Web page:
Let $c_1, \ldots, c_{100}$ be the change in prices of items 1 to 100 respectively.
Observe that $c_i = (\text{new price of item } i)-(\text{old price of item } i)$ which means:
$c_1+c_2+\ldots+c_{100}=(\text{sum of new prices}) - (\text{sum of old prices}) = 0$
because the prices before and after the relabelling are the same (just rearranged).
Rearranging the above equation gives
$c_{100} = -c_1-c_2-...-c_{99}$
furthermore we know that $c_i>0$ when $i=1,...,99$ because of the way we rearranged the labels (items 1,...,99 are overpriced, and item 100 is underpriced).

If a subset of the items has the same price before and after relabelling we have that the sum of the items' $c_i$ values must add up to 0. For example if items 1, 4, 9, had the same group price before and after relabelling, we would have to have
$0 = (\text{sum of new prices of items 1, 4, 9}) - (\text{sum of old prices of items 1, 4, 9}) = c_1+c_4+c_9$,
however, we know that $c_1>0, c_4>0,$ and $c_9>0$ (see above), so they can't add up to 0.

In fact any subset of items, that doesn't include item 100, will not have the same price after relabelling because the $c_i$ are all positive so cannot add up to 0. (Another way of looking at it as that a subset consisting solely of overpriced items will itself be overpriced.)

If the subset of items contains item 100, for example items 3, 5, 10, 33, 100, then the sum of the $c_i$ are
$c_3+c_5+c_{10}+c_{33}+c_{100}$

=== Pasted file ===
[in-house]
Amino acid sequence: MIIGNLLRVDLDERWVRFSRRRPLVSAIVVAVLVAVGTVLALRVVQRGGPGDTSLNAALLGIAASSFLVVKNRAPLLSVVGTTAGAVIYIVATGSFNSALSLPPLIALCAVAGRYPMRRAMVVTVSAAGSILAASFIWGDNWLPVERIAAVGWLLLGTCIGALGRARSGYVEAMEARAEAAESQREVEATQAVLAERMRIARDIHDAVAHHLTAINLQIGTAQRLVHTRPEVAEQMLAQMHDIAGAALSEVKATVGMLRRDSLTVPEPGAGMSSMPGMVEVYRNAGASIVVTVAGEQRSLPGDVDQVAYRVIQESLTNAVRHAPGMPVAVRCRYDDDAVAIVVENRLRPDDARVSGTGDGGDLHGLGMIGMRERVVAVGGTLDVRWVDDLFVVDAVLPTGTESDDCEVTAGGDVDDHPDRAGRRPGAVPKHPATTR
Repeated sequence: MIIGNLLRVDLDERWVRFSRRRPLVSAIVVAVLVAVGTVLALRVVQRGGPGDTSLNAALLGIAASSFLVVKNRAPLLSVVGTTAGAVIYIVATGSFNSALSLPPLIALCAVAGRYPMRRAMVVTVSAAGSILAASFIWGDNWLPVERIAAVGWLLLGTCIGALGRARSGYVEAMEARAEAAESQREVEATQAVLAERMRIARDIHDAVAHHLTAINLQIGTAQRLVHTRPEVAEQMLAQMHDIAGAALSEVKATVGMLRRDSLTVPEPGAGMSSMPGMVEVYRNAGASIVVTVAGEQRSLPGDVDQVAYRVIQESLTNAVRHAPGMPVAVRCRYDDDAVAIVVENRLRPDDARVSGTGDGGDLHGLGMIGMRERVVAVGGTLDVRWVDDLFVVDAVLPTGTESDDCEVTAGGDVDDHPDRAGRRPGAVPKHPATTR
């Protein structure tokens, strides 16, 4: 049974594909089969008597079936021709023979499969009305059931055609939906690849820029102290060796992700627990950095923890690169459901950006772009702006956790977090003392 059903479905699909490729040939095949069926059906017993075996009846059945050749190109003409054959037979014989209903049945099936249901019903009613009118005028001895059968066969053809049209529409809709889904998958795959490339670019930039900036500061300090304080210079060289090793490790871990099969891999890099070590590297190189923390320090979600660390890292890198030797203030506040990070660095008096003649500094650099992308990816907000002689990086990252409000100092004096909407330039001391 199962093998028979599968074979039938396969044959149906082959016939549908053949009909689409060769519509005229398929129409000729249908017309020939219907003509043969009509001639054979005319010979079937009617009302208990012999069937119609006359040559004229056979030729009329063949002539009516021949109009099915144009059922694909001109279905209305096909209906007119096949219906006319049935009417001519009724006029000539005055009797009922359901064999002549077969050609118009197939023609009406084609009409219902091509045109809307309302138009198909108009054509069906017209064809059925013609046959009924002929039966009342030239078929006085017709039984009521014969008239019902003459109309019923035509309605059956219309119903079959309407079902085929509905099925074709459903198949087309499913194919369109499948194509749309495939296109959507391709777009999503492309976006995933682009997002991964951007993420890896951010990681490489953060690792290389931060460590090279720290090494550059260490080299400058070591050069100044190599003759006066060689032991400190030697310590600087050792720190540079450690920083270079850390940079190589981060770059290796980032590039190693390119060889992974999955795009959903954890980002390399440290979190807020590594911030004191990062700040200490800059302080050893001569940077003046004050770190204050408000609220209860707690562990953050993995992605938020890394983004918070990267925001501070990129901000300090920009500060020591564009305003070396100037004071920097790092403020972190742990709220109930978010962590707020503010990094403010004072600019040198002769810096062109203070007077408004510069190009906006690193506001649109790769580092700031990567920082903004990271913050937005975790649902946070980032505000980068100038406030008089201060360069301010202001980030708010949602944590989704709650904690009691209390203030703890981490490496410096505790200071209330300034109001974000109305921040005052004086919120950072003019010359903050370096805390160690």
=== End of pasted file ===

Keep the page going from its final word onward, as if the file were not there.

By substituting the expression for $c_{100}$ we found earlier, we get that the sum equals
$c_3+c_5+c_{10}+c_{33}+(-c_1-c_2-c_3-...-c_{99})$
Note that the terms outside the bracket will cancel with some of the terms inside the bracket leaving
$-c_1-c_2-c_4-c_6-c_7-c_8-c_9-c_{11}-c_{12}-...-c_{99}$
i.e. every term is there except $-c_3, -c_5, -c_{10}$, and $-c_{33}$
The sum is obviously less than 0, because $c_i$ is positive for all $i<100$. Which proves the subset is underpriced. The same argument holds for any subset containing item 100.
(Another way of looking at it as that any subset containing item 100 will be underpriced because the only way we could avoid this is if we had lots of overpriced items counterbalancing item 100's massive underpricing, but even if our subset contains every overpriced item we only manage to break even, and so if any overpriced items are missing from the subset the whole thing will be underpriced.)

Hope this helped,

R. Baber.
Guest

### Re: Chocolate store

Another argument I thought of is the following:

A quick definition: A counterexample, for our purposes, is a subset which has the same price before and after relabelling.

(1) All counterexamples must contain item 100.
If one existed not containing item 100 then it would consist solely of overpriced items yet not be overpriced itself, which is impossible.

(2) If there is a counterexample containing item 100, then there must be a counterexample not containing item 100 (which would contradict (1), therefore there are no counterexamples).
The proof of (2) is as follows:
Let A be the set of All items, let C be the set of all items in our Counterexample containing item 100, let N be the set of the items Not in C.
So old price of A = new price of A (because all the labels are present just in a different order)
also old price of C = new price of C (because it is a counterexample, so by definition its price remains the same)
Which means
old price of N
= old price of A - old price of C (by the fact that N is A with C removed)
= new price of A - new price of C (by the fact that both A and C don't change in price after relabelling)
= new price of N (by the fact that N is A with C removed)
So N also has the same price before and after relabelling therefore is also a counterexample (and does not contain item 100).

R. Baber.
Guest

### Re: Chocolate store

R. Baber you are a genius!!!!! Congrats!!
Guest